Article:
To be convinced he says he would need "photographic evidence, there would have to be electronic recordings of some sort, the clearer the better, probably accompanying eyewitness accounts and it would certainly help if there was a sceptical mind there at the time this occurred".

There are some people in Tasmania hoping no such evidence is found, in fact they would prefer if Willow Court's history as an asylum for the state's mentally ill was not dragged up.

Locals have never been keen to admit having a relative at Willow Court, a family secret often considered more sensitive than a person's convict ancestry.

For that reason there are some councillors who are against a paranormal investigation.

Barry Lathey believes the asylum's more recent past should be left alone.

"I think this site is a bit too close to the people that were incarcerated in here and I think it would have, or may have, an adverse affect on their families," he said.

Former Mayor Tony Nicholson worked at Willow Court many years ago.

With strong memories of the patients, he believes the supernatural investigation is disrespectful.

But the ghost busters say finding a spiritual presence at Willow Court could silence the sceptics and have economic spinoffs for the area.


Haunted Costa Rica

thecostaricanerws - During the last few years, there has been an increased interest in ghost hunting, both in the United States and worldwide. Shows such as Ghost Hunters, Paranormal State and Ghost Adventures-to name just three-have sparked a flurry of spirit seekers to visit locations reputed to be inhabited by people who have traveled over to “the other side.” Costa Ricans-expats and locals alike- also seem to have caught the ghost-hunting bug. So the question arises: Where can you find haunted locations in Costa Rica?

Perhaps the best-known location for paranormal activity is located within the shadow of Irazu Volcano. Some 38 miles from San Jose, near Cartago, is the Sanatorio Carlos Duran. Driving from Cartago, as you head toward Irazu, follow the road to the left which heads to Prusia and you will find it there. Dr. Duran felt that the location and the climate would make a perfect place to treat patients stricken with tuberculosis and leprosy and so, in 1915, he built the hospital.

Throughout the years, the sanatorium/hospital was transformed from a medical facility to an insane asylum and, for a time, also served as an orphanage. However, the Colossus of Costa Rica, as Irazu is known locally, decided in 1973 that Dr. Duran’s hospital had run out of time. The 1973 volcanic eruption forced the hospital to close once and for all-at least for the living.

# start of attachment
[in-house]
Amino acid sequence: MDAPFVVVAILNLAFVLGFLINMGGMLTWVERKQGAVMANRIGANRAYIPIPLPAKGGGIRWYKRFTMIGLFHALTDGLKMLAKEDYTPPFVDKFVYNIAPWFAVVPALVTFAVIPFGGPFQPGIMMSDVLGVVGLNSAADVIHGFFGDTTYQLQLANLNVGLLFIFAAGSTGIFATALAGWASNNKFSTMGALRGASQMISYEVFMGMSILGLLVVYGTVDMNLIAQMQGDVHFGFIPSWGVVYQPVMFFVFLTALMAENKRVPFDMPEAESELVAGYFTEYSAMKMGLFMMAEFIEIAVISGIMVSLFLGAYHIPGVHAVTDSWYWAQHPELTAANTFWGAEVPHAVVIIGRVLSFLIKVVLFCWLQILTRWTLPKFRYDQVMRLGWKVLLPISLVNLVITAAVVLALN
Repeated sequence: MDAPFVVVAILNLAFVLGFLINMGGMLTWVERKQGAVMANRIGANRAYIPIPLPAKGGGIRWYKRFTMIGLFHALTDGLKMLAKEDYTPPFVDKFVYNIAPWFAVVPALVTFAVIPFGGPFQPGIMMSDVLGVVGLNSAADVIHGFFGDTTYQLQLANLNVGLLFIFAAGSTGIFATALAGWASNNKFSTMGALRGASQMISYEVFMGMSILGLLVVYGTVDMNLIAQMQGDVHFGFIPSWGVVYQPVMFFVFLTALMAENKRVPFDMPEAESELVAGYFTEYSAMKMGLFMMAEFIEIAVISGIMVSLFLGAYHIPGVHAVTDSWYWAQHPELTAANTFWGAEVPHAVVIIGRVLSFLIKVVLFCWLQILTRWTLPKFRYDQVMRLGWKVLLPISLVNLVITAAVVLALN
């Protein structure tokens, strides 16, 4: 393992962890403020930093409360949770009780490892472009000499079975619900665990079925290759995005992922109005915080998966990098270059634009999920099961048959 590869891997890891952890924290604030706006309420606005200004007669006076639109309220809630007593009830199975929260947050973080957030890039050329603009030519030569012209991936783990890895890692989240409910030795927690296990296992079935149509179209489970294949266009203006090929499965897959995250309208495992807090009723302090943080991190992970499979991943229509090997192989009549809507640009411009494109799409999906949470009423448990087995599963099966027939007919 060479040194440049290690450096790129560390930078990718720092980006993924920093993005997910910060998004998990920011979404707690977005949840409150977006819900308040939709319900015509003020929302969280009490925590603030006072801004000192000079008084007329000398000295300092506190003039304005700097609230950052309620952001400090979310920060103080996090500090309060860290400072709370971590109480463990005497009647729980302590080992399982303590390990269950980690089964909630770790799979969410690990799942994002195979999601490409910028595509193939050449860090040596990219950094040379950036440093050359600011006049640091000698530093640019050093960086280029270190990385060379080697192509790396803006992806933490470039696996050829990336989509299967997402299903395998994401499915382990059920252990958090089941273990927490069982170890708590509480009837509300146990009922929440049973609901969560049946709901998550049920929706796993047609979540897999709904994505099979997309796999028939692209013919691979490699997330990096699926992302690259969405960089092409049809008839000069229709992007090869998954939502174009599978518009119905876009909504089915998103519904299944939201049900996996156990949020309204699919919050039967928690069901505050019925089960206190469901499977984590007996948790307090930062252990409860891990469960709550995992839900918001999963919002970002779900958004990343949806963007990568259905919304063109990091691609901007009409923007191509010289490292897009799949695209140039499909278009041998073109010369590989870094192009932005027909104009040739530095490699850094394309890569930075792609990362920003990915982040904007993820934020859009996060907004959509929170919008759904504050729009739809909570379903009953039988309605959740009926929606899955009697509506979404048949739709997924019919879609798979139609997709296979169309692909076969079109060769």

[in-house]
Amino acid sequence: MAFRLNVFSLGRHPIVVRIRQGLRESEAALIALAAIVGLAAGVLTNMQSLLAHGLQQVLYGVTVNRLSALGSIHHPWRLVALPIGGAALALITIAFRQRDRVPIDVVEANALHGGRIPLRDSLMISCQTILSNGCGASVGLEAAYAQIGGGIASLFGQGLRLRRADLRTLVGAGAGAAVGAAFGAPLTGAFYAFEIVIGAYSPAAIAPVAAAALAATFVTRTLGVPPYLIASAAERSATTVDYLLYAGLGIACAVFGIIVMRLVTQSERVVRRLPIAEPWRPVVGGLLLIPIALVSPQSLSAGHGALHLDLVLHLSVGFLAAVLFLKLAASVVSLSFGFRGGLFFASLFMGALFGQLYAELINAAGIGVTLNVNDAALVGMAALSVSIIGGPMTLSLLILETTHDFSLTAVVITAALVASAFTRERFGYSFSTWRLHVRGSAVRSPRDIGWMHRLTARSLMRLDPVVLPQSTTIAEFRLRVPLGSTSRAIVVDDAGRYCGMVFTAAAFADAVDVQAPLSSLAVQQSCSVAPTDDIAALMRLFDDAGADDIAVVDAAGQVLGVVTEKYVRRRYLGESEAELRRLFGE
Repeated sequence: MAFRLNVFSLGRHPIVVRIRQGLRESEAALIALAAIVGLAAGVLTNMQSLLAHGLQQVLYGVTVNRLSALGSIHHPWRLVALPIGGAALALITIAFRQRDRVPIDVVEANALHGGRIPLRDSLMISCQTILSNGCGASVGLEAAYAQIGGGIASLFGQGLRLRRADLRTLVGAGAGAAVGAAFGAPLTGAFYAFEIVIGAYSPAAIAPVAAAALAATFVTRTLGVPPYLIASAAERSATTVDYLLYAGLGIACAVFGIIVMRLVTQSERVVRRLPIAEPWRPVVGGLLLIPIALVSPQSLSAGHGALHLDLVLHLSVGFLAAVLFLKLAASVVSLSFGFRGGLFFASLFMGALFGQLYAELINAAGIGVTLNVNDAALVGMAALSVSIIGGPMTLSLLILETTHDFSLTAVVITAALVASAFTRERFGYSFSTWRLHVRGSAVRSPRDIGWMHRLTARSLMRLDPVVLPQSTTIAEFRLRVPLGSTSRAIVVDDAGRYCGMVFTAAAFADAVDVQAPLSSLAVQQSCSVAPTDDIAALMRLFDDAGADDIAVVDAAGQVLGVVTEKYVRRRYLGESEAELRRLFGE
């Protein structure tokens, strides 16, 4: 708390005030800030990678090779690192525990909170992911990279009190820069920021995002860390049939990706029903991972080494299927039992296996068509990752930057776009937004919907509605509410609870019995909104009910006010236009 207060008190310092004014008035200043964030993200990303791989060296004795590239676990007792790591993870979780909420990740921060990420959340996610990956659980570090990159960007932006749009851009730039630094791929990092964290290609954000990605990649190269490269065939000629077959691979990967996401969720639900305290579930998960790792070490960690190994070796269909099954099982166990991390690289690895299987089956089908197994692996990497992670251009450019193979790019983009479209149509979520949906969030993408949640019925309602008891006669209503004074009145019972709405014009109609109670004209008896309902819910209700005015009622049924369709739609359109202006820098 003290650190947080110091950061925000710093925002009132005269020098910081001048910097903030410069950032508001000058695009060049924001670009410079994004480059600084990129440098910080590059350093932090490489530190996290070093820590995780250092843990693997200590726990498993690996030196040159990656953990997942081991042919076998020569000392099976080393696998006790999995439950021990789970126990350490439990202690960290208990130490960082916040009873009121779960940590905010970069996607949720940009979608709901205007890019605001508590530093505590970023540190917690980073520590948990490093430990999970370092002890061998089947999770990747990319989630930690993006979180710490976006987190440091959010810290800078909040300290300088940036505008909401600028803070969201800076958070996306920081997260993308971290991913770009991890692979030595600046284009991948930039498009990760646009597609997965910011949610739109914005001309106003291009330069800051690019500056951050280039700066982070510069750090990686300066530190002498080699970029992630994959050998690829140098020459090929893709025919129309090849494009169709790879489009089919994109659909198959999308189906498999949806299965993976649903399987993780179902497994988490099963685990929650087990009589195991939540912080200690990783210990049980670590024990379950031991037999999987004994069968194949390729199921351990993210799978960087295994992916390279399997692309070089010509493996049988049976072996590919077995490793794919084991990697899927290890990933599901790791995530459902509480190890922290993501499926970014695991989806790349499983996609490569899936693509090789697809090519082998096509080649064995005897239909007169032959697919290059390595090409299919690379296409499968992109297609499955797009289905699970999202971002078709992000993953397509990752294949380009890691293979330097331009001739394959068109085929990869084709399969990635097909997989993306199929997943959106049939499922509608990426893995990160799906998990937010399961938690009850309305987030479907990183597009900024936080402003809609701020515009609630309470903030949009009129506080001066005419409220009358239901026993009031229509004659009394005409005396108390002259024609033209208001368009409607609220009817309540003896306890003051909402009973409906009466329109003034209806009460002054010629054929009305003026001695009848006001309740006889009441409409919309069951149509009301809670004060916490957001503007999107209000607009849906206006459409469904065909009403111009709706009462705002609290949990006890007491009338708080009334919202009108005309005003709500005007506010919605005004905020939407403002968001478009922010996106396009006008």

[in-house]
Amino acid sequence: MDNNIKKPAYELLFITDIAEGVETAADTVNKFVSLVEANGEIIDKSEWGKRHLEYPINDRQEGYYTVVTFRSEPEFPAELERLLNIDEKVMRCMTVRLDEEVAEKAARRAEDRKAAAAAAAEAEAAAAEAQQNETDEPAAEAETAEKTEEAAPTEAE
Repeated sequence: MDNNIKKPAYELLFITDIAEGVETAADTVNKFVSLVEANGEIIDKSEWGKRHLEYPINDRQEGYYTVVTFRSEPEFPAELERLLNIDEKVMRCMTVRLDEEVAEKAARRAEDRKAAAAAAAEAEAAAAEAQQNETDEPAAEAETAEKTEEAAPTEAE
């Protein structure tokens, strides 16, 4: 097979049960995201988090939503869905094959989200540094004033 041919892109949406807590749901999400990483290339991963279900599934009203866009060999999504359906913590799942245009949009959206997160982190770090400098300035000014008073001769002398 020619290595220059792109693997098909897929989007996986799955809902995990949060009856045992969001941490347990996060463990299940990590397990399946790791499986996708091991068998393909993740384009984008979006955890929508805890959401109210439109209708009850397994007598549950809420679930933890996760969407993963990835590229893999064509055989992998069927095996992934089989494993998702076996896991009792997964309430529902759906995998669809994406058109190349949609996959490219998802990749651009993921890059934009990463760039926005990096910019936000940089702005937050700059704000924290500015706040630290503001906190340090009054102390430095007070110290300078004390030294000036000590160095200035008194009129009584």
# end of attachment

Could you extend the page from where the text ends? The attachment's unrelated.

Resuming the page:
Residents in and around Cartago have long reported spectral encounters throughout the hospital grounds. Ghost Hunters International, a spinoff of the popular Ghost Hunters show on the American SyFy channel, made Dr. Duran’s sanatorium one of two Costa Rican locales that were investigated. Encounters range from sounds, feelings of sadness, shadow images, and items being tossed out of the patient’s rooms. One of the more persistent stories is that of an image of a nun who is seen on the grounds. Perhaps she is tending the sick in the next world, much as she did in this one.

The town of Cartago is also home to a famous ghost tale. In Parque Central, Cartago, you can visit Las Ruinas de la Parroquia -a spot where churches, of one type or another, have stood since 1575. Legend has it that in the 1800s, a young priest fell in love with his sister-in-law and had a scandalous affair. The affair was discovered by his brother, the mayor, who killed the priest in a jealous rage. Soon after the murder, the original church was destroyed during the earthquake of 1841. It was then rebuilt and almost immediately after completion, it was destroyed again in the quake of 1910. An earthquake continually halted all attempts at reconstruction of the church, prompting the townsfolk of Cartago to give up on reconstruction, deducing that the grounds were evil and haunted. Although only the outer walls of the building remain, visitors tell of a headless spirit who continues to roam the church grounds.

The other site, which the Ghost Hunters International team investigated, is San Lucas Island. Though inhabited by various indigenous groups since roughly 1000 A.D., the island is best known for its infamous prison. Prior to its construction in 1873, under the orders of Tomás Miguel Guardia Gutiérre, it was used by the Spanish as an internment camp for natives who were subsequently killed at the site of their ancestor’s burial grounds.

During its tenure, San Lucas had a reputation as both one of the most dreaded prisons in Central America and as the final destination of some of the most horrific criminals in Costa Rica. Murderers and rapists were intermingled with political prisoners and, as might be expected, many perished. There are countless stories of torture and of the suffering of those sentenced there. Among the many ghostly encounters recorded is that of a nurse who was reportedly raped and killed by the prisoners while she was treating them. It is said her ghost can be found in one of the holding cells which has two drawings of a woman-allegedly made with her own blood.

San Lucas is now a national park and there are several tour companies offering the adventurous the opportunity to follow in the footsteps of the ancients and of the ghost hunters.

For those seeking a more inviting location to check out the paranormal, a visit to the beach at Playa Grande is recommended. Rumored to be an ancient burial and ceremonial site of one of the long forgotten tribes who lived in the region, Ticos and non-Ticos alike have reported various ghostly encounters. At the very least, there is the sun, the sand, and the ocean which can certainly compensate for a lack of paranormal activity.

Costa Rica also has its’ own version of the banshee. Although she is known throughout much of Central and South America, La Llorona (the Crier) has a unique Costa Rican identity. Maria, (the Crier’s name) apparently got involved with someone while she was married and had his child. In despair, she is said to have thrown the baby into the river before taking her own life. She wanders the length and breadth of Costa Rica, usually near water, looking for her lost child and crying a warning to those thinking of having an affair.

Ghost hunting in paradise? Why not? It’s just another facet to explore in this green and beautiful land of Pura Vida.